Nextcloud 13 adds end-to-end encryption and Slack competitor Nextcloud Talk

The open source file sharing and management suite gains more features for SMBs in the latest release.

Video: The key differences between 3 common open source licenses
Building a slide deck, pitch, or presentation? Here are the big takeaways:
  • Nextcloud has implemented end-to-end encryption as a technical preview, and increased LDAP speed by as much as 80%.
  • Nextcloud Talk, an enterprise collaboration suite, was launched to compete against Slack and similar services.

Nextcloud 13, released Tuesday, adds support for full end-to-end encryption in technical preview and a new collaboration tool that could compete with Slack. The additional features further bolster the value of the open source file sharing and management suite among professionals.

The encryption implementation in Nextcloud can be enabled in both full disk and per-folder cases, and does not require remembering or exchanging passwords to use. It allows for full logging for auditing purposes, and integrates with the existing file access control and cryptographic identity protection features in Nextcloud for administrative support. Additionally, the LDAP implementation has seen significant improvement, becoming as much as 80% faster in a test case.

Other security improvements include multi-key two-factor authentication, IP range restriction abilities, a token-based login system for clients, and changes to update notifications in an effort to keep deployments of Nextcloud server up-to-date.

SEE: Comparison chart: Enterprise collaboration tools (Tech Pro Research)

In an attempt to compete with collaboration tools like Slack and Stride, Nextcloud has also released "Nextcloud Talk," a completely self-hosted audio/video and text chat solution. It supports group and one-on-one video calls, webinars, screen sharing, mobile apps for Android and iOS, and an SIP gateway for users joining a call from a standard phone. Enterprise support for Nextcloud Talk is offered by Struktur, and starts at $60 per user, per year for the first 50 users, on top of a base fee of $6000.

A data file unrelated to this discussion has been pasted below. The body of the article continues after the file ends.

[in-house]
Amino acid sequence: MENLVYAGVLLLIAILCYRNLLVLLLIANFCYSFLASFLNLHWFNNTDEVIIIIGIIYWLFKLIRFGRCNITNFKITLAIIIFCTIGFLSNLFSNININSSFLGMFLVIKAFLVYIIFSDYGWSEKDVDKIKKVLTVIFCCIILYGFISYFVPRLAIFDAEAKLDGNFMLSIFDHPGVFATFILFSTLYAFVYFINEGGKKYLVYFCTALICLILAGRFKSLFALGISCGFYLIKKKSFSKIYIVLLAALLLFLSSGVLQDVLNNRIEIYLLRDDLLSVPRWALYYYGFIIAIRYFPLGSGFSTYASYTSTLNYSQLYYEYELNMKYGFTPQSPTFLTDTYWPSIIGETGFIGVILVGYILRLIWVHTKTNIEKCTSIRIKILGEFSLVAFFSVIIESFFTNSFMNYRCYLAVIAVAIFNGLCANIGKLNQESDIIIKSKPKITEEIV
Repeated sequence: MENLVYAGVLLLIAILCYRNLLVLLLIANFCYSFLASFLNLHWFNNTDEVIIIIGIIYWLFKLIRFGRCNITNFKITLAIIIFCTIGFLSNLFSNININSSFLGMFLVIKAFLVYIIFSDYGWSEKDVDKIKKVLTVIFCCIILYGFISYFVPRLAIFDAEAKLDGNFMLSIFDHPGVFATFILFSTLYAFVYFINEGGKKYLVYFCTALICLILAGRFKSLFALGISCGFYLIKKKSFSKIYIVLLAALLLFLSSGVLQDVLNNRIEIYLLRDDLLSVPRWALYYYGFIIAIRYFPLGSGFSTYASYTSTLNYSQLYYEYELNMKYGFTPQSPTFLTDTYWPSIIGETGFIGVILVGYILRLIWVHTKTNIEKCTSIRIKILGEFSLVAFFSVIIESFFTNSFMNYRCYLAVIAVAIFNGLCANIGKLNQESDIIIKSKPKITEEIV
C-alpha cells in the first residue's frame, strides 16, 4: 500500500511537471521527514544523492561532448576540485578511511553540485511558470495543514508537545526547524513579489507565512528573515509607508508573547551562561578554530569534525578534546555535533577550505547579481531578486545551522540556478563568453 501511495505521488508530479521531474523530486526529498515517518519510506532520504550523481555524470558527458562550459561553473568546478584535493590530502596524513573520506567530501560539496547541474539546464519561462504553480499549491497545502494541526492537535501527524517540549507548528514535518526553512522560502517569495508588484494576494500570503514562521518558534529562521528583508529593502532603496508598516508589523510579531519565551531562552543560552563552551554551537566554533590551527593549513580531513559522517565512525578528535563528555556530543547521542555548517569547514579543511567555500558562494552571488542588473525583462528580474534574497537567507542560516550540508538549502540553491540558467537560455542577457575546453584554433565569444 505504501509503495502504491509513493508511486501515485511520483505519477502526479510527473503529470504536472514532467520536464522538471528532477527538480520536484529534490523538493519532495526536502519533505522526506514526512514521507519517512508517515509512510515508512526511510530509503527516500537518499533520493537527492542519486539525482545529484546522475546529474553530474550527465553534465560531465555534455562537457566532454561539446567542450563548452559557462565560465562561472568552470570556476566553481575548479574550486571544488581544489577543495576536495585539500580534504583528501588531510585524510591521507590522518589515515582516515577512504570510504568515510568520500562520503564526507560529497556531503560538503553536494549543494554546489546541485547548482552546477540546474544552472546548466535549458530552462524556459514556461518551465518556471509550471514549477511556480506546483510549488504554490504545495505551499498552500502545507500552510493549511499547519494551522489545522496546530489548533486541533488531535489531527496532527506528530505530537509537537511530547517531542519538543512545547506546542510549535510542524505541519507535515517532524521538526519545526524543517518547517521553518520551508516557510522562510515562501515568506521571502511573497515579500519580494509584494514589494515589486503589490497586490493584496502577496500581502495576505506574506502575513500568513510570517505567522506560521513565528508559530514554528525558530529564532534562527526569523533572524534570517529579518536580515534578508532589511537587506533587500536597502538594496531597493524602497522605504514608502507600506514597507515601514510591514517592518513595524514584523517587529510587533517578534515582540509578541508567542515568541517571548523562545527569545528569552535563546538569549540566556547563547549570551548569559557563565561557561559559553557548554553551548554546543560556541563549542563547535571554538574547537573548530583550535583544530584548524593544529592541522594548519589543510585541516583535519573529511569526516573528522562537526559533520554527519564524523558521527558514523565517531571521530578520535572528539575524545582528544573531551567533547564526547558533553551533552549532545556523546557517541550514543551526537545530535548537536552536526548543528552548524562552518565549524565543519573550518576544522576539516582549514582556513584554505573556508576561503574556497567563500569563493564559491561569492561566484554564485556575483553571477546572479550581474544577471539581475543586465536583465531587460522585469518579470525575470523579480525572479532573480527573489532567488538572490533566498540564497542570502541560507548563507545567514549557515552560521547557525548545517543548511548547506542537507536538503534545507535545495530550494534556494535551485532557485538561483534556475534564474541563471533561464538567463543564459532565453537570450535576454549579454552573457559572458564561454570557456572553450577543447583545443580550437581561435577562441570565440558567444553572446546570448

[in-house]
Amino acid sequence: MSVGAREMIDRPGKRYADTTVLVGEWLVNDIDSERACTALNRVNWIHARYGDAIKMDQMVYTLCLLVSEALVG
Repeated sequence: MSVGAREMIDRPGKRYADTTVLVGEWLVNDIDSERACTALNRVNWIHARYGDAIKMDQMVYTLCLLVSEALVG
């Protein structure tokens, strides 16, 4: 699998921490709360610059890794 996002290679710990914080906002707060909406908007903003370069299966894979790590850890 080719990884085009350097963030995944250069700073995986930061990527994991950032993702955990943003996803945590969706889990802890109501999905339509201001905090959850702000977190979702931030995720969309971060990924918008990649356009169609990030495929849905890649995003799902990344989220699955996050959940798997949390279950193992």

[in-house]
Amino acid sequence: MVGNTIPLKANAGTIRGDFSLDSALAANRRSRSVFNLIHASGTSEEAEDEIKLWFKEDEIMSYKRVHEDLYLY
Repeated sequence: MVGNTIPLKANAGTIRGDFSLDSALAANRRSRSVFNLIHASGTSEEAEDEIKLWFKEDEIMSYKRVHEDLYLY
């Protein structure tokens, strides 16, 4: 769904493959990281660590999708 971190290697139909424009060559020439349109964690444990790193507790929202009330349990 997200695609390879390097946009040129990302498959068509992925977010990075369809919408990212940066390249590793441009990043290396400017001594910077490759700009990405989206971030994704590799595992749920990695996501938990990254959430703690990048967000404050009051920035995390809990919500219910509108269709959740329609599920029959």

The Groupware features of Nextcloud were also updated in version 13. The Calendar app now supports free/busy scheduling types from apps like Thunderbird Lightning, as well as showing meeting invitations. Full-text search, based on Elasticsearch, now requires fewer resources to operate. Support for HIDPI displays, such as the Retina display on Macs, was also improved.

The Nextcloud server application can be downloaded freely, while apps for Android and iOS are in the respective app stores for those platforms. For existing Nextcloud users, updates to Nextcloud 13 have begun staged rollouts, allowing the developers to stop the rollout in the event that problems occur during upgrade. For the impatient, you can prompt an automatic update to Nextcloud 13 by enrolling in the beta program, updating, and subsequently leaving the beta program.

Why Nextcloud?

Rather in the same way that LibreOffice was forked from OpenOffice following a dispute between a group of developers and the corporate sponsor of the project, Nextcloud is a fork of ownCloud, both of which were originally created by Frank Karlitschek. When Nextcloud was founded in April 2016, much of the original development team from ownCloud left to continue work on Nextcloud. As such, Nextcloud should be considered the premier option for a self-hosted file management solution.

That said, ownCloud GmbH still exists, and independently develops ownCloud (at a slower pace) as well as provides paid support options for enterprises.

Also see

Image: iStockphoto/Pogonici